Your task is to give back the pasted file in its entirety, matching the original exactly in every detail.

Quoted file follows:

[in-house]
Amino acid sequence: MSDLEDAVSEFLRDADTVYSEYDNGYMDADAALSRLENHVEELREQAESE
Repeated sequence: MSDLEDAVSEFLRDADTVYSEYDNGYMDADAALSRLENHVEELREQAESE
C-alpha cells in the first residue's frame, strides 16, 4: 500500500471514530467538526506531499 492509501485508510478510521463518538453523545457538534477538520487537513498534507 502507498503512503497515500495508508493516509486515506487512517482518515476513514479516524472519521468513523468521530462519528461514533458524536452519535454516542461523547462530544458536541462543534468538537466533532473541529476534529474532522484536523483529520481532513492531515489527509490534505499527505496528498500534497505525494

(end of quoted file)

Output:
[in-house]
Amino acid sequence: MSDLEDAVSEFLRDADTVYSEYDNGYMDADAALSRLENHVEELREQAESE
Repeated sequence: MSDLEDAVSEFLRDADTVYSEYDNGYMDADAALSRLENHVEELREQAESE
C-alpha cells in the first residue's frame, strides 16, 4: 500500500471514530467538526506531499 492509501485508510478510521463518538453523545457538534477538520487537513498534507 502507498503512503497515500495508508493516509486515506487512517482518515476513514479516524472519521468513523468521530462519528461514533458524536452519535454516542461523547462530544458536541462543534468538537466533532473541529476534529474532522484536523483529520481532513492531515489527509490534505499527505496528498500534497505525494